Information Interaction Design is the intersection of the disciplines of Information Design, Interaction Design, and Sensorial Design. Information Design’s roots are in publishing and graphic design, although few people in these industries intentionally practice them. Information Design addresses the organization and presentation of data: its transformation into valuable, meaningful information. While the creation of this information is something we all do to some extent, it has only recently been identified as a discipline with proven processes that can be employed or taught. Unfortunately, there are few resources for learning about the practices of Information or Interaction Design.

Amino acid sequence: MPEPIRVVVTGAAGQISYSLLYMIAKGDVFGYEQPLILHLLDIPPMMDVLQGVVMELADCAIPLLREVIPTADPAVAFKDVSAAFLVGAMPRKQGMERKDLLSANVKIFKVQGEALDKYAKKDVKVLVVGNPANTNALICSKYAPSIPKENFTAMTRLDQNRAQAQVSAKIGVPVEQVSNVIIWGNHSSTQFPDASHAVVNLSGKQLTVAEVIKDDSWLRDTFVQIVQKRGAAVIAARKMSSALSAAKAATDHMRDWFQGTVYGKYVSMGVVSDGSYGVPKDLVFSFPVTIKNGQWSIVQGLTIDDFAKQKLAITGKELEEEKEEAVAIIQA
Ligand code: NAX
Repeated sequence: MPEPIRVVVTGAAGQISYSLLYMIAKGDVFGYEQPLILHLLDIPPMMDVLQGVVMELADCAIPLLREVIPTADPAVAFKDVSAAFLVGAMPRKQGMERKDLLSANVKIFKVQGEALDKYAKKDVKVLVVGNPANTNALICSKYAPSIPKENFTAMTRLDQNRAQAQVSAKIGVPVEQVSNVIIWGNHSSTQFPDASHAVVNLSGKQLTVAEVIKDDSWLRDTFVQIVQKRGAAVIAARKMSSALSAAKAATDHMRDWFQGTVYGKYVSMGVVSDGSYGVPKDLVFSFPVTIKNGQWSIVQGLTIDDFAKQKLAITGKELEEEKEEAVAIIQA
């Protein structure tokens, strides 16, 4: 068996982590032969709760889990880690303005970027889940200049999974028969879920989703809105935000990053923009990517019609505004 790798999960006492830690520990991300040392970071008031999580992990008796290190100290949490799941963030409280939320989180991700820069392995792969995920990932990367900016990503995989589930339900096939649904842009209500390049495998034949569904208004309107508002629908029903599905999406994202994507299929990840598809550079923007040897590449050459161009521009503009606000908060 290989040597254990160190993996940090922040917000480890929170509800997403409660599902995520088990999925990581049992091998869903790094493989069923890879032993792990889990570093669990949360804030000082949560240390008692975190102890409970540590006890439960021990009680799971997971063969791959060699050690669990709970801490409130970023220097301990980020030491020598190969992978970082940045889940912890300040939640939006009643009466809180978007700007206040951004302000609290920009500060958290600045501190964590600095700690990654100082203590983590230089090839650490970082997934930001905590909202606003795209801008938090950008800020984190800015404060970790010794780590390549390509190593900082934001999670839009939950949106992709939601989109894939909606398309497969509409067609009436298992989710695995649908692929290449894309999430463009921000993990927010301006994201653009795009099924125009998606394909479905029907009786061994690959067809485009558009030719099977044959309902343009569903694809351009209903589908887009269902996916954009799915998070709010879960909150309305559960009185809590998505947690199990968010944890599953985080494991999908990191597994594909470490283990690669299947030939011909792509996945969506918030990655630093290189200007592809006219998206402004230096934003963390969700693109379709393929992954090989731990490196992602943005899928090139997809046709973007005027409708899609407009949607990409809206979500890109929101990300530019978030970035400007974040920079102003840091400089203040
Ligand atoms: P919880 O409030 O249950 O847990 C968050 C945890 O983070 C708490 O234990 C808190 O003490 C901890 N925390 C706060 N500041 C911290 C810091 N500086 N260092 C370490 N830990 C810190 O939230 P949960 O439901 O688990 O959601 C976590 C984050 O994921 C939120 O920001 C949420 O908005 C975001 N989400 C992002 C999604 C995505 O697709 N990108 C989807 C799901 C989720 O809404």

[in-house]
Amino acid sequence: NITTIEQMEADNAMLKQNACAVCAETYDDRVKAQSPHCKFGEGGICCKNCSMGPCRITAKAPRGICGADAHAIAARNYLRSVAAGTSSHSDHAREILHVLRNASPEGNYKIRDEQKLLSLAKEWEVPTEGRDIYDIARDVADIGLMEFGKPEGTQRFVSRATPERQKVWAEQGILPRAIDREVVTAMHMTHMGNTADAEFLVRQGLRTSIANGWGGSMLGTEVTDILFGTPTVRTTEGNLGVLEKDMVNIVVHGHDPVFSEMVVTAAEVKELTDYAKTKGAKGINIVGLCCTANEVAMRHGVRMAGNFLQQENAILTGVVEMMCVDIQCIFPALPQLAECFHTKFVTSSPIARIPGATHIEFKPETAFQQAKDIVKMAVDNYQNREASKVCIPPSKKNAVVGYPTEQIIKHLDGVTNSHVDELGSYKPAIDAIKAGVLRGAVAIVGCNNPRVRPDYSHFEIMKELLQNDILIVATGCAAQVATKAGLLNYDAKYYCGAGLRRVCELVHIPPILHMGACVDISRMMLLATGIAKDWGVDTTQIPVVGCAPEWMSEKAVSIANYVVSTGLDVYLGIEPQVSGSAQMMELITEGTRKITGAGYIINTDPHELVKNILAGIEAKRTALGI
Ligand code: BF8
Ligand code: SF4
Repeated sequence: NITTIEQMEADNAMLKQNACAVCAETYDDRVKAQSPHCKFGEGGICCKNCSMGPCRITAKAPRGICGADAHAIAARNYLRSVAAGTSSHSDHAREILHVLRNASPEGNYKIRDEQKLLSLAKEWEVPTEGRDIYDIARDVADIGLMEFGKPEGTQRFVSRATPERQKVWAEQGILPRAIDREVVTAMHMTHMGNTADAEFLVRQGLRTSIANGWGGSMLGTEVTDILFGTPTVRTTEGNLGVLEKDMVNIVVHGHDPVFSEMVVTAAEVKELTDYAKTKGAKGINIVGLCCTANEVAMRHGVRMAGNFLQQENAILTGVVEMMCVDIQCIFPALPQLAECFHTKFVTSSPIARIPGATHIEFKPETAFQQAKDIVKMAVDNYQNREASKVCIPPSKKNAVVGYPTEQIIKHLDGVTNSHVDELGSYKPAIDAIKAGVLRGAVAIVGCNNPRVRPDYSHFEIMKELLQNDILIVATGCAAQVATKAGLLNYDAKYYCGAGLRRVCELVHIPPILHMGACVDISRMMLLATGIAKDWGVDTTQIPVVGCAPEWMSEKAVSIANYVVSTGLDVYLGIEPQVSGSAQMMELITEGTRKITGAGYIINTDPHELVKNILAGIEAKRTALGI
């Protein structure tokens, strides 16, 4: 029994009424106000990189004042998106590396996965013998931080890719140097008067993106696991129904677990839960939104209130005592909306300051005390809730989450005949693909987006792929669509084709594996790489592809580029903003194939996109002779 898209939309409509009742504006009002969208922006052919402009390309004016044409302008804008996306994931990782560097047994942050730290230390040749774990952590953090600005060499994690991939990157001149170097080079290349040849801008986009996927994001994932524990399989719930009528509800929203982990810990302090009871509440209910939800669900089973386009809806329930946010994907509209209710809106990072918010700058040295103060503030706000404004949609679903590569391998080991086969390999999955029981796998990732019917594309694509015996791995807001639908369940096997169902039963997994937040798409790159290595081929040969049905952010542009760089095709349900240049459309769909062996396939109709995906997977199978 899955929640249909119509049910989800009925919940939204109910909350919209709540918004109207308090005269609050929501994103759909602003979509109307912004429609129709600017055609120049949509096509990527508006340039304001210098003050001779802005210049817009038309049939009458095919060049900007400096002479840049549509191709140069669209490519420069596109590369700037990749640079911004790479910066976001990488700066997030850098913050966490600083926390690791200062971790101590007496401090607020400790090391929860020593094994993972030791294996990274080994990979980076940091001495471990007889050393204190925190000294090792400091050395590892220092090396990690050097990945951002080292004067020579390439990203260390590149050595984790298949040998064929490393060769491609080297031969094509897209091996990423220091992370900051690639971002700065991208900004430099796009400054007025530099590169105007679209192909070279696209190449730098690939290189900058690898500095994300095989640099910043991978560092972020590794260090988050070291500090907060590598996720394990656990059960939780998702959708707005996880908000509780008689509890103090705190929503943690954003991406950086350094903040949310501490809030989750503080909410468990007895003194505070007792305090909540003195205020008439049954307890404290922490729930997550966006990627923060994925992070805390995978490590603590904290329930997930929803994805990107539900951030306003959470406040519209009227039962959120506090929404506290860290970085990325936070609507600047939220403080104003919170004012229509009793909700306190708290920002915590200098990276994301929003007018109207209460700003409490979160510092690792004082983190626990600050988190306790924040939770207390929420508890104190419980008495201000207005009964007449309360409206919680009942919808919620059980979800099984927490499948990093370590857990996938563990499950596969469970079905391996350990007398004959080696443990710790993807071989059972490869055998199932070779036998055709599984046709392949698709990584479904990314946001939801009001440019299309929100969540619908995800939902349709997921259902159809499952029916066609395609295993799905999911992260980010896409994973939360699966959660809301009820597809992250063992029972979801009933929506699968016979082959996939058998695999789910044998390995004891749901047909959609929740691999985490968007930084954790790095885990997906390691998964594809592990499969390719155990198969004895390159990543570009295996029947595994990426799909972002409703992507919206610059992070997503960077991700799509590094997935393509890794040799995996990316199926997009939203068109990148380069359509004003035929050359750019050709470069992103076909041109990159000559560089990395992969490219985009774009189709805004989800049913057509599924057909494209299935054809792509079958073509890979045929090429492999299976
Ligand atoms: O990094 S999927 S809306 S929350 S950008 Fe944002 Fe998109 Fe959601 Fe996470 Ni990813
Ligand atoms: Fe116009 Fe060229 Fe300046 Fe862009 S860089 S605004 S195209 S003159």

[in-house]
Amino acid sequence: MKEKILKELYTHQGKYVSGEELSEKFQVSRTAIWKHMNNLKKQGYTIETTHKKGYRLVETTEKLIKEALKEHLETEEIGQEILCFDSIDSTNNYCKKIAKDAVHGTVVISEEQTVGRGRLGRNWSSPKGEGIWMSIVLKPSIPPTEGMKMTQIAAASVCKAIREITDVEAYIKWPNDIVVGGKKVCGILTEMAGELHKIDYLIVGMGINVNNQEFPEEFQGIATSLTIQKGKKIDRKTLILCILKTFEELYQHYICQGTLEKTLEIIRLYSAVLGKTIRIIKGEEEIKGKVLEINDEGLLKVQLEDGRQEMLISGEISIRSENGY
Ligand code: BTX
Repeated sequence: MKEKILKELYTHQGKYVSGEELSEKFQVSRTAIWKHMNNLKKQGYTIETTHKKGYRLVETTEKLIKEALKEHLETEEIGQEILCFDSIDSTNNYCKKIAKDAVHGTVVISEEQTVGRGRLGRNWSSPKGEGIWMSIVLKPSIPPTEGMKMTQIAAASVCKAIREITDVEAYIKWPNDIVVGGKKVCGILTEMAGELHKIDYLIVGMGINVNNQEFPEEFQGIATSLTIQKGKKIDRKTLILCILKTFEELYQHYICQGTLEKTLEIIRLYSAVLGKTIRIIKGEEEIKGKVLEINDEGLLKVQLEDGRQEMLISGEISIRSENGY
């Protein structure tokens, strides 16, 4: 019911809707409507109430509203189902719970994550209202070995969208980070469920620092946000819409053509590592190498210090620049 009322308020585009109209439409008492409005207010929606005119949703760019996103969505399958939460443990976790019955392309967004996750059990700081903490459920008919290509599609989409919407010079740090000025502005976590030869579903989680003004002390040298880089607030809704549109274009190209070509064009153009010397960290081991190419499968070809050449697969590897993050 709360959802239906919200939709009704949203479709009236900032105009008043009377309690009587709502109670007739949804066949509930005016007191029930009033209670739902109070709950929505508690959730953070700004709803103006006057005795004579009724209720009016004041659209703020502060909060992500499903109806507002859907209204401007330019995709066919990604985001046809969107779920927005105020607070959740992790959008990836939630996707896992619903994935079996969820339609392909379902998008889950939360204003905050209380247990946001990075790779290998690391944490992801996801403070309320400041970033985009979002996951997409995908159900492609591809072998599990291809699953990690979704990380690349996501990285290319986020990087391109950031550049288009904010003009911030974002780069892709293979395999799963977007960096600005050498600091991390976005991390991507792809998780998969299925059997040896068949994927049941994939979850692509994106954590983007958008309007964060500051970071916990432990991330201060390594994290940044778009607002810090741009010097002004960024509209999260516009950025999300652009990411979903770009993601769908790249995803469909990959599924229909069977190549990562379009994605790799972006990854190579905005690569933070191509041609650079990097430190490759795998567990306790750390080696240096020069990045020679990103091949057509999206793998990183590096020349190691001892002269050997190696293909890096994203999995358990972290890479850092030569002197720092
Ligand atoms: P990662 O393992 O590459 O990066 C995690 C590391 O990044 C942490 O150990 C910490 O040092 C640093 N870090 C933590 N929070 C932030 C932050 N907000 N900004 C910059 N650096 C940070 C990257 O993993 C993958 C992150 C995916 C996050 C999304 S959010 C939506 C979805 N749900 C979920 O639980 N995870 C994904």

Interaction Design, which is essentially story-creating and telling, is at once both an ancient art and a new technology. Media have always effected the telling of stories and the creation of experiences, but currently new media offer capabilities and opportunities not yet addressed in the history of interaction and performance. In particular, the demands of interactivity are often misunderstood by all but the most experienced storytellers and performers. How these skills are expressed through interactive technologies and what demands and interests audiences will have for these remains to be understood. Consequently, there are also few sources of information about these issues and the techniques used to meet them. This is new territory that is desperate for some new ideas and cogent explanations. It is also the most critical component to the success of interactive products.